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The Broadway Musical: Something Great is Coming

Intermediate , Component—Year

This course meets twice a week.

For some 60 years, roughly from 1920 to 1980, the Broadway musical was in its Golden Age. The subjects were for adults, the lyrics were for the literate, and the music had a richness and depth of expression never since equaled in American composition. That music evolved from three separate strands—Jewish, African, and European—and the libretti sprung from a great vibrant stew that included vaudeville, burlesque, operetta, minstrel shows, musical comedy-farce, and musical extravaganza. We’ll study how these widely disparate forms began to coalesce in the 1920s into the quintessentially brash, toe-tapping, effervescent Broadway form known as “musical comedy.” Then we’ll watch as Oscar Hammerstein II, paired with a new collaborator, Richard Rodgers, revolutionized the form with the so-called “integrated musical.” Beginning with Oklahoma!, R&H (as they were universally known) insisted on putting the story first and making the songs—along with everything else—serve that story. The inevitable apotheosis of their efforts is the musical play of the 1950s, and we’ll end this section by looking at several of them. Finally, the musical showed yet another face: the “concept musical”—Broadway’s answer to cubist painting. It took a subject and looked at it from every conceivable angle except one: a plot. We’ll end the year by looking at Stephen Sondheim’s two great concept musical masterpieces: Company, which deconstructs marriage, intimacy, and friendship; and Follies, a meditation on mortality and time itself.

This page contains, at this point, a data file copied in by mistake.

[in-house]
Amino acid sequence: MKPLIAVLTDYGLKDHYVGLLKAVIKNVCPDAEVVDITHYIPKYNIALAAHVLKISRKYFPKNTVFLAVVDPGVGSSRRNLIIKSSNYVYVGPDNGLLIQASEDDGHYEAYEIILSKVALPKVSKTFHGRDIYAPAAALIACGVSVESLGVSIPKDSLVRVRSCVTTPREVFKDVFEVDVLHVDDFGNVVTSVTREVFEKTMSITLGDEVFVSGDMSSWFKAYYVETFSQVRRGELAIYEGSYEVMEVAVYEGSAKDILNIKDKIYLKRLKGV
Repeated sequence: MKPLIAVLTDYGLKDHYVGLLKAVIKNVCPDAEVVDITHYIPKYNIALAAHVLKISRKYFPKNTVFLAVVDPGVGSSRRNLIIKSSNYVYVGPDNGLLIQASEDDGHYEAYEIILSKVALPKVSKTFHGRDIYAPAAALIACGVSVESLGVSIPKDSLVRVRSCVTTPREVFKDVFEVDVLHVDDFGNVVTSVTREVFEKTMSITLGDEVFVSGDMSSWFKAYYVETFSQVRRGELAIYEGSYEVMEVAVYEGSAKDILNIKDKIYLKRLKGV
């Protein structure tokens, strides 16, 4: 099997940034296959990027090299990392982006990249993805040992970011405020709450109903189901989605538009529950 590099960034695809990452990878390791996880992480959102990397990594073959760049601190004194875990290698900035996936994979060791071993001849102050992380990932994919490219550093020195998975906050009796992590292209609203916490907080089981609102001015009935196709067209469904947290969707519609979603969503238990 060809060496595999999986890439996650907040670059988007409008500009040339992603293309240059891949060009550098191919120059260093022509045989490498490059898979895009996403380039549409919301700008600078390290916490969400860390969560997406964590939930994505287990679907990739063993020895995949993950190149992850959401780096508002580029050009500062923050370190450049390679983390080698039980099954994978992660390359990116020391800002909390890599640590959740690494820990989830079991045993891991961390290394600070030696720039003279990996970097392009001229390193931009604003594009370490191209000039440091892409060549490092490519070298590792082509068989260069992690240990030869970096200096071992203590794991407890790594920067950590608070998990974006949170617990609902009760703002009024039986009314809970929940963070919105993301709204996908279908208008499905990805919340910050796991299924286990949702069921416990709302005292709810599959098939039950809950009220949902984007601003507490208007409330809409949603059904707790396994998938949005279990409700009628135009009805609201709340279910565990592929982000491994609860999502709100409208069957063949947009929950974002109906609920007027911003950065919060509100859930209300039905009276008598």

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Far-Off, Off-Off, Off, and On Broadway: Experiencing the 2018–2019 Theatre Season

Open , Component—Year

This class meets once a week.

Weekly class meetings in which productions are analyzed and discussed will be supplemented by regular visits to many of the theatrical productions of the current season. The class will travel within the tristate area, attending theatre in as many diverse venues, forms, and styles as possible. Published plays will be studied in advance of attending performances; new or unscripted works will be preceded by examinations of previous work by the author or company. Students will be given access to all available group discounts in purchasing tickets.

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DownStage

Sophomore and above , Component—Year

This class meets twice a week.

DownStage is an intensive, hands-on conference in theatrical production. DownStage student producers administrate and run their own theatre company. They are responsible for all aspects of production, including determining the budget and marketing an entire season of events and productions. Student producers are expected to fill a variety of positions, both technical and artistic, and to sit as members of the board of directors of a functioning theatre organization. In addition to their obligations to class and designated productions, DownStage producers are expected to hold regular office hours. Prior producing experience is not required.

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Internship Conference

Intermediate , Component—Year

For students who wish to pursue a professional internship as part of their program, all areas of producing and administration are possible: production, marketing, advertising, casting, development, etc. Students must have at least one day each week to devote to the internship. Through individual meetings, we will best determine each student’s placement to meet individual academic and artistic goals.

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Production Workshop

Component—Fall and Spring

This course is required for directing, assistant directing, and playwriting students whose productions are included in the fall 2018 and spring 2019 theatre program seasons. This class meets once a week.